Traditionally, to scale out with OptaPlanner, you had to learn DRL. No more. With the new Constraints Streams API, inspired by Java 8 Streams and SQL, you can now write your constraints in Java (or Kotlin or Scala) and still benefit from incremental calculation.
Underneath, Constraints Streams (CS) still use the powerful Drools engine. We also still fully support score DRLs too. They are not deprecated.
Let’s start with an example.
In nurse rostering, to avoid assigning shifts to employee
you would write this constraint in DRL:
rule "Don't assign Ann" when Shift(getEmployee().getName() == "Ann") then scoreHolder.addSoftConstraintMatch(kcontext, -1); end
This is the same constraint in Java using Constraint Streams:
Constraint constraint = constraintFactory .from(Shift.class) .filter(shift -> shift.getEmployee().getName().equals("Ann")) .penalize("Don't assign Ann", HardSoftScore.ONE_SOFT);
If you’re familiar with SQL or Java 8 streams, this should look familiar.
Given a potential solution with four shifts (two of which are assigned to
those shifts flow through the Constraint Stream like this:
This new approach to writing constraints has several benefits:
First off, unlike an
Constraint Streams still apply incremental score calculation to scale out, just like DRL.
For example, when a move swaps the employee of two shifts, only the delta is calculated.
That’s a huge scalability gain:
When joining multiple types, just like an SQL
Constraint Streams apply hash lookups on indexes to scale better:
Because ConstraintsStreams are written in the Java language, they piggy-back on very strong tooling support.
Code highlighting, code completion and debugging just work:
DRL code in IntelliJ IDEA Ultimate:
Java code using Constraint Streams in IntelliJ IDEA Ultimate, for the same constraints:
Code completion for Constraint Streams:
Of course, all API methods have Javadocs.
Add a breakpoint in ConstraintStream’s
To diagnose issues while debugging:
Constraints written in Java with Constraint Streams follow the Java Language Specification (JLS), for good or bad. Similar logic applies when using Constraint Streams from Kotlin or Scala.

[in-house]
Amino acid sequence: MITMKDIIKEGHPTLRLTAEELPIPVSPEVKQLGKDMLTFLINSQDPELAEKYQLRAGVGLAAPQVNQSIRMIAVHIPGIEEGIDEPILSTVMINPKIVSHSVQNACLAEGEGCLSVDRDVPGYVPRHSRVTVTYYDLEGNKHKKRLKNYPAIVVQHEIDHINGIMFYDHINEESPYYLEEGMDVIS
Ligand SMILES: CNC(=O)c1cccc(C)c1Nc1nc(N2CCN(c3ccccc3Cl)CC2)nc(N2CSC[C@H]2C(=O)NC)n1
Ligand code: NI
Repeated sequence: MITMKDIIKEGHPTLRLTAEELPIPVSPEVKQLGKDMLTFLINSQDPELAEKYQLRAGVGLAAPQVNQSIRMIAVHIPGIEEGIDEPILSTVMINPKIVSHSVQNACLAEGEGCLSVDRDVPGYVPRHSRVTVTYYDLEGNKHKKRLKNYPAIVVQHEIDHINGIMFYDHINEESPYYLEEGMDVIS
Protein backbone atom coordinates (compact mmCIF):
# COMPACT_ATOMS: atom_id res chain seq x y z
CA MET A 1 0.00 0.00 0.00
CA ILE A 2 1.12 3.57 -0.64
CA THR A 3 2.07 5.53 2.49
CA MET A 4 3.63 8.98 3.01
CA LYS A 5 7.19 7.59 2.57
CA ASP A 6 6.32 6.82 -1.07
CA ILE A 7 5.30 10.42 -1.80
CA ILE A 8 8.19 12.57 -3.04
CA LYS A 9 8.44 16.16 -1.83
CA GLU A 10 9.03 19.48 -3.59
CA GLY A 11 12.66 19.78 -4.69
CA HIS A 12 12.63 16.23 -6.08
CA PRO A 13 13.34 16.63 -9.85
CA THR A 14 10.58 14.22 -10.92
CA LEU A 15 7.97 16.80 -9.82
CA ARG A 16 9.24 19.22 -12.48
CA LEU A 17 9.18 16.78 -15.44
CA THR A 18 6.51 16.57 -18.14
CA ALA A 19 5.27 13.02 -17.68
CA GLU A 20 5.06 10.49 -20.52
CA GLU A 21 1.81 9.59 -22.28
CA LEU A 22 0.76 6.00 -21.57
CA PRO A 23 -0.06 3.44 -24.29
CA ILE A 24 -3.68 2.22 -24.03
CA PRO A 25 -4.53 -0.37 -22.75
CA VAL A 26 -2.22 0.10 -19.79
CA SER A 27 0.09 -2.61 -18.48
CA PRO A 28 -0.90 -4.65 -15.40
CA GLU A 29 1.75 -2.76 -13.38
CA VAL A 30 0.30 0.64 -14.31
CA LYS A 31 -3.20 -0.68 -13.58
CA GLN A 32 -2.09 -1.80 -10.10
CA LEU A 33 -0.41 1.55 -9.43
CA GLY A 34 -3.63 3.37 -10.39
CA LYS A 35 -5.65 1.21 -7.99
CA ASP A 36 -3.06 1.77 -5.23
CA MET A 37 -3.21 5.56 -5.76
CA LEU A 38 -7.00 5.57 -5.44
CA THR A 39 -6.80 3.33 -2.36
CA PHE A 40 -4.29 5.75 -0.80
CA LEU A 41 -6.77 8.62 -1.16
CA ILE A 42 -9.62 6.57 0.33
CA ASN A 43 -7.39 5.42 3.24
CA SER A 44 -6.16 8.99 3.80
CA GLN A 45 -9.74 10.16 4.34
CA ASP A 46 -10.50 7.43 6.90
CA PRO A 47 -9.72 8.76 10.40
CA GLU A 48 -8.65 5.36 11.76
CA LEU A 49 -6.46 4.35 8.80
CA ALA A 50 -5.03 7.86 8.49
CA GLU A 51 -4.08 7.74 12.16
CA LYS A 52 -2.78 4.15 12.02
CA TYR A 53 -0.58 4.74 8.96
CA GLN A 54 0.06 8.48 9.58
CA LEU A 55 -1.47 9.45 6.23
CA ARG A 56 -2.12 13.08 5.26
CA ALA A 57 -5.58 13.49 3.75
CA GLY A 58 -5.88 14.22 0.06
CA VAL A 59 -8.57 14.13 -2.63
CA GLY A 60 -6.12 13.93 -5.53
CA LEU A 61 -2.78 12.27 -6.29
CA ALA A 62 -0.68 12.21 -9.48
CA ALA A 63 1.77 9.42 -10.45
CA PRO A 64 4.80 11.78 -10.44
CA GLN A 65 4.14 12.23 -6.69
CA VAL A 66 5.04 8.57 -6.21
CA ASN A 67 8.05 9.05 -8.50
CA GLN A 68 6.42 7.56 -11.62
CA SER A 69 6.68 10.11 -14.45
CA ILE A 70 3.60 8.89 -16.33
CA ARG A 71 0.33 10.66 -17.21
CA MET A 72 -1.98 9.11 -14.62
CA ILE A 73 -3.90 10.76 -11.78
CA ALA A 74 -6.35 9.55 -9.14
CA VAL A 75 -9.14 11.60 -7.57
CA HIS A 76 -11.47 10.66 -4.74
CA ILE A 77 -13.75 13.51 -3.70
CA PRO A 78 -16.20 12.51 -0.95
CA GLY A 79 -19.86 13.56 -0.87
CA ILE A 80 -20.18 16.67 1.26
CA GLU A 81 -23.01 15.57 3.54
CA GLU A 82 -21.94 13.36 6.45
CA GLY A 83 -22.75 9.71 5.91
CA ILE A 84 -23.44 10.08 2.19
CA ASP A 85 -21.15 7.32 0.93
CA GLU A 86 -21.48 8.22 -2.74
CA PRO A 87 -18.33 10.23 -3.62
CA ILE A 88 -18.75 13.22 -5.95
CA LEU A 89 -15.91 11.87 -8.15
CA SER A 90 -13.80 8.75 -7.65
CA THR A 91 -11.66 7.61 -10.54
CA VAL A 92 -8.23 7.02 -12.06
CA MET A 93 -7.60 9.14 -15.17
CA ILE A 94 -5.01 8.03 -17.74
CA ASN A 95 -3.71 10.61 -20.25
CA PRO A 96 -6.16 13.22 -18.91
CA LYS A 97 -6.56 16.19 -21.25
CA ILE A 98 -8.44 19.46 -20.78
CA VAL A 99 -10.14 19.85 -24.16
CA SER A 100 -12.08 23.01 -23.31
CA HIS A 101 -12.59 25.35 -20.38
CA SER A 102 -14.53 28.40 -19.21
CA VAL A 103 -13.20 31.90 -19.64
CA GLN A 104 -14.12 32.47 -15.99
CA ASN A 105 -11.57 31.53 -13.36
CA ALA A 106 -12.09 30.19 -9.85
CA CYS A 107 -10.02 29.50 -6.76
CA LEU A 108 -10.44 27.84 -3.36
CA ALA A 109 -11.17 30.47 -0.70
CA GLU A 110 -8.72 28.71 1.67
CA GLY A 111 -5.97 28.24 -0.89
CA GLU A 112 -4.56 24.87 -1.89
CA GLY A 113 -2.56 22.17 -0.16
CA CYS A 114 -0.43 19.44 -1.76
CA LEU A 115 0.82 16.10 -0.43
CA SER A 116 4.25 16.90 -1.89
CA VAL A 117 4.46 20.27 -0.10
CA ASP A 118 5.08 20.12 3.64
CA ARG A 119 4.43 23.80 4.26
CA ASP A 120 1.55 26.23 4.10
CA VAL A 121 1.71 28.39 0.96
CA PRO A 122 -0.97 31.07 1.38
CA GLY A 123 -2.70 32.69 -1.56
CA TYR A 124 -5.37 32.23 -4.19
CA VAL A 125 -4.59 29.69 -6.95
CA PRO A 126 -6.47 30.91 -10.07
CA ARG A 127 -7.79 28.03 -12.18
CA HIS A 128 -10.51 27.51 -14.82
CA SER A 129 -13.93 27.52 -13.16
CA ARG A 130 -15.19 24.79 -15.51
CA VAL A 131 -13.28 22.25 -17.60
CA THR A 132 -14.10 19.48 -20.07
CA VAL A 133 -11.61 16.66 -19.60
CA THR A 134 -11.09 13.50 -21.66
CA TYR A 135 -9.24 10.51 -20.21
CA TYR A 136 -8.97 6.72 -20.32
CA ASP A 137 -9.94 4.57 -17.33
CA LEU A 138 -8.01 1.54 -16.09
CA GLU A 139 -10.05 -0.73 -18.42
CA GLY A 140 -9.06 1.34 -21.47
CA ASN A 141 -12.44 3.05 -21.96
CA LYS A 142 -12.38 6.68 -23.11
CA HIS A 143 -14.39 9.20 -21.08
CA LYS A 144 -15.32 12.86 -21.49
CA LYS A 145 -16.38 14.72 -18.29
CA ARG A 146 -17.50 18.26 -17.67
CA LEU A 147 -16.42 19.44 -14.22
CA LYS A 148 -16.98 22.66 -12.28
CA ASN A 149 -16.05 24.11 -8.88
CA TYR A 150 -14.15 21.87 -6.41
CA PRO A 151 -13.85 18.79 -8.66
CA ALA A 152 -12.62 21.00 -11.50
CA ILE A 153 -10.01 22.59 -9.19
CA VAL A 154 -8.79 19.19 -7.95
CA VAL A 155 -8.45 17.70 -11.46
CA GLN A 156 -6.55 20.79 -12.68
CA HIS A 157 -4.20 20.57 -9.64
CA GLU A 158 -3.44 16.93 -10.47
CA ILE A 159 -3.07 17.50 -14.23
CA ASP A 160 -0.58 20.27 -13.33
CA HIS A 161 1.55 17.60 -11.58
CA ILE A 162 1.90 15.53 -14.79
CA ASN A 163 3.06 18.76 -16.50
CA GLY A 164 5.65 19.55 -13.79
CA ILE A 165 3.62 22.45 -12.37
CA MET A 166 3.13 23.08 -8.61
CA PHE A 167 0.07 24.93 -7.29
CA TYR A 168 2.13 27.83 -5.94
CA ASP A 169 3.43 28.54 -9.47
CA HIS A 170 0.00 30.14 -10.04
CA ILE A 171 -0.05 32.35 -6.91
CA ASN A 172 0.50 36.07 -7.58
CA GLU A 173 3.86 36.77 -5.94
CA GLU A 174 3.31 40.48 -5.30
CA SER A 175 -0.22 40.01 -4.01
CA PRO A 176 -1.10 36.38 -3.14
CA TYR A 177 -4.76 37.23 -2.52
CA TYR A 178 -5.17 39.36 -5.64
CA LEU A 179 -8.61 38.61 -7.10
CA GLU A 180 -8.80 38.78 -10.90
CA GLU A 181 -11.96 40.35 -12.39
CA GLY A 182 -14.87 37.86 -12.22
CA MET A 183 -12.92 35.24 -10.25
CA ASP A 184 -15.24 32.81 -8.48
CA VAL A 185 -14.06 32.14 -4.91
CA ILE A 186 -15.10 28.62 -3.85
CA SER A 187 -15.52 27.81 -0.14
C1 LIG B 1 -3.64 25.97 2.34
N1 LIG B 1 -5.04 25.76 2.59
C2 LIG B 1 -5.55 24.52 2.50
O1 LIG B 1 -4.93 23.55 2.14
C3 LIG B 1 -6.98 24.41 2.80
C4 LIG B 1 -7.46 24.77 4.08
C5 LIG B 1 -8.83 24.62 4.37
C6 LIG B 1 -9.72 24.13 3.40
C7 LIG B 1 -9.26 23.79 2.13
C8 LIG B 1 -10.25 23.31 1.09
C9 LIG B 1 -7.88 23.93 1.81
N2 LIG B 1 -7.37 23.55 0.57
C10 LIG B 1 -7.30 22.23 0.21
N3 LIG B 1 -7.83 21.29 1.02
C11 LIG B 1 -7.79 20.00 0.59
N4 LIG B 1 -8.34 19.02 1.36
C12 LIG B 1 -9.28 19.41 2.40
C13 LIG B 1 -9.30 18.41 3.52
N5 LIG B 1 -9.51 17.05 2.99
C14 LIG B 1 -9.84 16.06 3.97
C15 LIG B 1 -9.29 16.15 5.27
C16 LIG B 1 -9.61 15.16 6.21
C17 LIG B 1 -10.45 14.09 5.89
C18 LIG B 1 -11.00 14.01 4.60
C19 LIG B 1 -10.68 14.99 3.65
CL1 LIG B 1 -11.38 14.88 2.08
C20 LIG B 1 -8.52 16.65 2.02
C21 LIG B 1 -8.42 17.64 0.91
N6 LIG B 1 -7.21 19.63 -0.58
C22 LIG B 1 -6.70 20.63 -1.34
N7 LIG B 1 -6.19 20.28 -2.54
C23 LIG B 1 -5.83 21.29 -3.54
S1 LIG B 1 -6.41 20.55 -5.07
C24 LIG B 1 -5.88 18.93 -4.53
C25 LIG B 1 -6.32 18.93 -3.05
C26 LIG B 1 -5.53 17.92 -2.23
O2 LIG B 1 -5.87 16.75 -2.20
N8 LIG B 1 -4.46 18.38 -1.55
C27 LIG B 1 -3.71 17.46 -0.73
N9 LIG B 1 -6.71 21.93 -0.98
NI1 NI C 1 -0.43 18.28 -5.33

When migrating between DRL and Constraint Streams, be aware of some differences between DRL and Java:
==operator translates to
Besides getters, DRL also allows MVEL expressions that translate into getters in Java.
For example, this DRL has
rule "Don't assign Ann" when Employee(name == "Ann") then ... end
But the Java variant for the exact same constraint has
constraintFactory.from(Employee.class) .filter(employee -> employee.getName().equals("Ann")) .penalize("Don't assign Ann", ...);
The Constraint Streams API allows us to add syntactic sugar and powerful new concepts, specifically tailored to help you build complex constraints.
Just to highlight one of these, let’s take a look at the powerful
Similar to an SQL
GROUP BY operator or a Java 8 Stream
and even custom functions, again without loss of incremental score calculation.
Future work for Constraint Streams
First off, a big thanks to Lukáš Petrovický for all his work on Constraints Streams!
But this is just the beginning. We envision more advanced functions, such as load balancing/fairness methods to make such constraints easier to implement.
Right now, our first priority is to make it easier to unit test constraints in isolation. Think Test Driven Design. Stay tuned!